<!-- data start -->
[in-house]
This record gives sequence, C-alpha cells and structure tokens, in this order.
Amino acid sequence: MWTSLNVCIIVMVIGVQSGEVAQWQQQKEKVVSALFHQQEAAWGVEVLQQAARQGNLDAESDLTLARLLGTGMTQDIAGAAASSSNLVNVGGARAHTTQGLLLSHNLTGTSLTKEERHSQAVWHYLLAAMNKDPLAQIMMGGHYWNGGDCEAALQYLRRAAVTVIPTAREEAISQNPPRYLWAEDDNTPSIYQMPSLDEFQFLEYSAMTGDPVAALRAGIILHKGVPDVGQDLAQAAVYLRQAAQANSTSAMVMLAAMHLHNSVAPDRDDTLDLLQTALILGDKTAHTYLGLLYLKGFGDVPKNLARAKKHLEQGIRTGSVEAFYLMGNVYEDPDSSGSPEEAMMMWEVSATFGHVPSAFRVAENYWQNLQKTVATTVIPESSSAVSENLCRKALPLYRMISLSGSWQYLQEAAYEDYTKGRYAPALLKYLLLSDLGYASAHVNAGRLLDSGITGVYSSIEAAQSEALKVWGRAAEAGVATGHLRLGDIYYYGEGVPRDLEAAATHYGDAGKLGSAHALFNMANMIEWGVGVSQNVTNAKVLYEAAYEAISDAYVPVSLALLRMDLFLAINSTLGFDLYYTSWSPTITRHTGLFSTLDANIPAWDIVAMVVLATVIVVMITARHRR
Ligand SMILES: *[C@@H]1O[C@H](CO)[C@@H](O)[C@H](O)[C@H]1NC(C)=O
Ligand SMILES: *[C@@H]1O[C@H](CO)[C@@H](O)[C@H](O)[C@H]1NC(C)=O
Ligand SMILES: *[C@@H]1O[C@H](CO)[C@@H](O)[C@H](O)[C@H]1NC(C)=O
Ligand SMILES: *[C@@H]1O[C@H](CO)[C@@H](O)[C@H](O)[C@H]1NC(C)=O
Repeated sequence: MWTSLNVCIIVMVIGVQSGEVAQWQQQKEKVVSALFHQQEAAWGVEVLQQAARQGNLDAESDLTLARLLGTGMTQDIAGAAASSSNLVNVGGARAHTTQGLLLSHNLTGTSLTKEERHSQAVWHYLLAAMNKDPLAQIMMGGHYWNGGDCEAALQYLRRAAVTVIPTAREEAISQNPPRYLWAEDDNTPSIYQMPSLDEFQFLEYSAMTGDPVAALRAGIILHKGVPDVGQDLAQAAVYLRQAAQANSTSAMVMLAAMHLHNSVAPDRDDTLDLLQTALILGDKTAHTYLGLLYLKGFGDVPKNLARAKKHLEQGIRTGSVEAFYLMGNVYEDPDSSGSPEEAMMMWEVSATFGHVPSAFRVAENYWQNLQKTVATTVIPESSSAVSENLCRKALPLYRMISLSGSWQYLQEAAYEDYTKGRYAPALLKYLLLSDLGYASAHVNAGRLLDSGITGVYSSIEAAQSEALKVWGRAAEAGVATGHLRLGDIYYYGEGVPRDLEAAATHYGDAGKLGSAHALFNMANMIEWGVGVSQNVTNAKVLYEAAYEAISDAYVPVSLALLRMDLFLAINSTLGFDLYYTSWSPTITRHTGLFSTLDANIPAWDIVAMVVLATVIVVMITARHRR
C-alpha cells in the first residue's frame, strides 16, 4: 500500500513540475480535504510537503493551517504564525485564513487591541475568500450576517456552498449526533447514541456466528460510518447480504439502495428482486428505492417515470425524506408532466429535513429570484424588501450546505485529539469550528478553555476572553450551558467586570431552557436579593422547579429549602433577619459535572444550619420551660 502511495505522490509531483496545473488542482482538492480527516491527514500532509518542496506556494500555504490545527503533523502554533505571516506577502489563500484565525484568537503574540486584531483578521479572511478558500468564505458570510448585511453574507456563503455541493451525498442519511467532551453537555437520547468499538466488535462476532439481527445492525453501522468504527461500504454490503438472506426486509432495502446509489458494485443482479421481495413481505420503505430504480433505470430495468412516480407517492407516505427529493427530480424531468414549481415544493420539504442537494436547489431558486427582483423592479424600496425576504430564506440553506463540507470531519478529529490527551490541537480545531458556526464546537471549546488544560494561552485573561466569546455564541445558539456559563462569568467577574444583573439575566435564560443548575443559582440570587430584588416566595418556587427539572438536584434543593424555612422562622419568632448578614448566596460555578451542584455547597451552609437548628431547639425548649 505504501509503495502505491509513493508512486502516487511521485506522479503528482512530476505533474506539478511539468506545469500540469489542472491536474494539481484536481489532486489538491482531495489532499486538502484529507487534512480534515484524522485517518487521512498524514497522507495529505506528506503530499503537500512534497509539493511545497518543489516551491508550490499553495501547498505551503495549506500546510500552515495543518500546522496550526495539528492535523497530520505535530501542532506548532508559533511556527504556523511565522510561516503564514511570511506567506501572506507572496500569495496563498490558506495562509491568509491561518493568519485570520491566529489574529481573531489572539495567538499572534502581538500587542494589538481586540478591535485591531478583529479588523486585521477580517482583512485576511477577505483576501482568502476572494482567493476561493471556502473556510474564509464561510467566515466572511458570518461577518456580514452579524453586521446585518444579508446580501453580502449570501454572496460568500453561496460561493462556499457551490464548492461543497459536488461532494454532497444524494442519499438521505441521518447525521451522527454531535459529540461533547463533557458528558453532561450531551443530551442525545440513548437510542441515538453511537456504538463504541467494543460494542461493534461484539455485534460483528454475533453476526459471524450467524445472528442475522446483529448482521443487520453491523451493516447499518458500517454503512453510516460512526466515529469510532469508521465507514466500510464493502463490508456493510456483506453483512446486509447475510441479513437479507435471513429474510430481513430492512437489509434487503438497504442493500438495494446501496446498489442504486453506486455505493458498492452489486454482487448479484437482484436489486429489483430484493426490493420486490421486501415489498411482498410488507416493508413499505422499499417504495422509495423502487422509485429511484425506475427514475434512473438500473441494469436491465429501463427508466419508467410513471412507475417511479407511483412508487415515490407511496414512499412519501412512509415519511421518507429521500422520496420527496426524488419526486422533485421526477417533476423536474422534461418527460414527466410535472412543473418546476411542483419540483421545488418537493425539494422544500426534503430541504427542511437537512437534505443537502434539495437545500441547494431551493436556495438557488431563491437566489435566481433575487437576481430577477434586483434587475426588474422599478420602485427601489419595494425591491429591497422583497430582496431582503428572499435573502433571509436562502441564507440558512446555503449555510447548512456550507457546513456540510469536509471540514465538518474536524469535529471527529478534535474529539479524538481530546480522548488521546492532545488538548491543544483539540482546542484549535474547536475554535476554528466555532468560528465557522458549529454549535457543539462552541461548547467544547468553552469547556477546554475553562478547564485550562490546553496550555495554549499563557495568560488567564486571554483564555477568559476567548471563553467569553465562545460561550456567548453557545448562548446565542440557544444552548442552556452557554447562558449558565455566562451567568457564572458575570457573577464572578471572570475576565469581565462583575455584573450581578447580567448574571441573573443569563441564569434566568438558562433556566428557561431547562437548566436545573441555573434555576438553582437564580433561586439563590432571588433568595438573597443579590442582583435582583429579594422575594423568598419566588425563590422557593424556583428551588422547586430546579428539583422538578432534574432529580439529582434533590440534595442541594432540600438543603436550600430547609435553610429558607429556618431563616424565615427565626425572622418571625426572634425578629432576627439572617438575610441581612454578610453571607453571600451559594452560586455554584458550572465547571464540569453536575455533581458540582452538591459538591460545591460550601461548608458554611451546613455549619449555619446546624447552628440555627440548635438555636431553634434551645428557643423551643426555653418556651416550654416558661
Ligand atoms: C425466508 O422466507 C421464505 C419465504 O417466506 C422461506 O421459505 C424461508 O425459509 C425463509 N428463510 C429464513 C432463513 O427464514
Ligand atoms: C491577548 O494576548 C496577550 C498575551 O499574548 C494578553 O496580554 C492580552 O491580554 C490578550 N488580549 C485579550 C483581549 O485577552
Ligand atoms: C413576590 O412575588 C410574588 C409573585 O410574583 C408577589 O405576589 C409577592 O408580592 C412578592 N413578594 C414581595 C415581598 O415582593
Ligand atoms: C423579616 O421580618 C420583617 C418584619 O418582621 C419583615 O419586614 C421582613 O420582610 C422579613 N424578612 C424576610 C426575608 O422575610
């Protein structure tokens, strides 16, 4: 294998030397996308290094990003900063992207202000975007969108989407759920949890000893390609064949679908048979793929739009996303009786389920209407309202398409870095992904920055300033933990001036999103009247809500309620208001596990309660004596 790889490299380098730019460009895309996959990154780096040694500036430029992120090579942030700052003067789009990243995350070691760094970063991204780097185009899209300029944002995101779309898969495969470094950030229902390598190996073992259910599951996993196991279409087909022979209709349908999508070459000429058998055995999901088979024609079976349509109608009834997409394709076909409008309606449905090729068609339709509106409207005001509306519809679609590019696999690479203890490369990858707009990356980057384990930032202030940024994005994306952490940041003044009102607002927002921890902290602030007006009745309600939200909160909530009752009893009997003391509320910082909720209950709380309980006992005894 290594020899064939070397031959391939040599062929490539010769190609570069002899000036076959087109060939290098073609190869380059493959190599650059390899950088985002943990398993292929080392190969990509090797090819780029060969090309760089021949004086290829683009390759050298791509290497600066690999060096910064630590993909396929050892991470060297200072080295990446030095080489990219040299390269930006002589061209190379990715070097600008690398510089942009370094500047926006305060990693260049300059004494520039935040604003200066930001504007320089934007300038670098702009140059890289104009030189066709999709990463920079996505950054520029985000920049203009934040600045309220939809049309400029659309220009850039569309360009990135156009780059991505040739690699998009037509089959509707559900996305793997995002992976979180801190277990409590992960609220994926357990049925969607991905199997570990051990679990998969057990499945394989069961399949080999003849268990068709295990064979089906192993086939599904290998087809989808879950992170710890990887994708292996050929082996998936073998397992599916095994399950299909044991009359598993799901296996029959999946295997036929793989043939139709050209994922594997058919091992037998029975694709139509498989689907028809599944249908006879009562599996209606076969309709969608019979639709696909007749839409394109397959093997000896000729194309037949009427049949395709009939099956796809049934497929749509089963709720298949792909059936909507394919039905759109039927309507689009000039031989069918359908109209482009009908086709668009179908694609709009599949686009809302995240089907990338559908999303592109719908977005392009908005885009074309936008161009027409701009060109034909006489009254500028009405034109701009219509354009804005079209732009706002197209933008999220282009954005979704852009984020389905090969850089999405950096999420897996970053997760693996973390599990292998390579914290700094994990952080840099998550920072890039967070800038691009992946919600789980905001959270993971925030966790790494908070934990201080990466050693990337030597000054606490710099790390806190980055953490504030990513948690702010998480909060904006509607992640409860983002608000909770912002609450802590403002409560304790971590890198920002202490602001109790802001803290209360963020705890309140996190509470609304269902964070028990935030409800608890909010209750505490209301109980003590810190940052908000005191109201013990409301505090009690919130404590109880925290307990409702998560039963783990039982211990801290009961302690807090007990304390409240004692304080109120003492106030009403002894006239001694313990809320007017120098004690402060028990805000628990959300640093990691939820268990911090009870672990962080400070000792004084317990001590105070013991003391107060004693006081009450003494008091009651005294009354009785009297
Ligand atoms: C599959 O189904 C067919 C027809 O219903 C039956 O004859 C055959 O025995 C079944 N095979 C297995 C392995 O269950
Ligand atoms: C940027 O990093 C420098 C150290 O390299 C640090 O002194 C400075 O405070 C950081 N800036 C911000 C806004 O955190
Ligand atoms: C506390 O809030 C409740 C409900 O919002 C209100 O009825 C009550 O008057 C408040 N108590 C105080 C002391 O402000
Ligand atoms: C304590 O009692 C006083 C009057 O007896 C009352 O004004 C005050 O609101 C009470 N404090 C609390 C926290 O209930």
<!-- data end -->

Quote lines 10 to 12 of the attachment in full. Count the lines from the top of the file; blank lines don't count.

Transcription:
Ligand atoms: C425466508 O422466507 C421464505 C419465504 O417466506 C422461506 O421459505 C424461508 O425459509 C425463509 N428463510 C429464513 C432463513 O427464514
Ligand atoms: C491577548 O494576548 C496577550 C498575551 O499574548 C494578553 O496580554 C492580552 O491580554 C490578550 N488580549 C485579550 C483581549 O485577552
Ligand atoms: C413576590 O412575588 C410574588 C409573585 O410574583 C408577589 O405576589 C409577592 O408580592 C412578592 N413578594 C414581595 C415581598 O415582593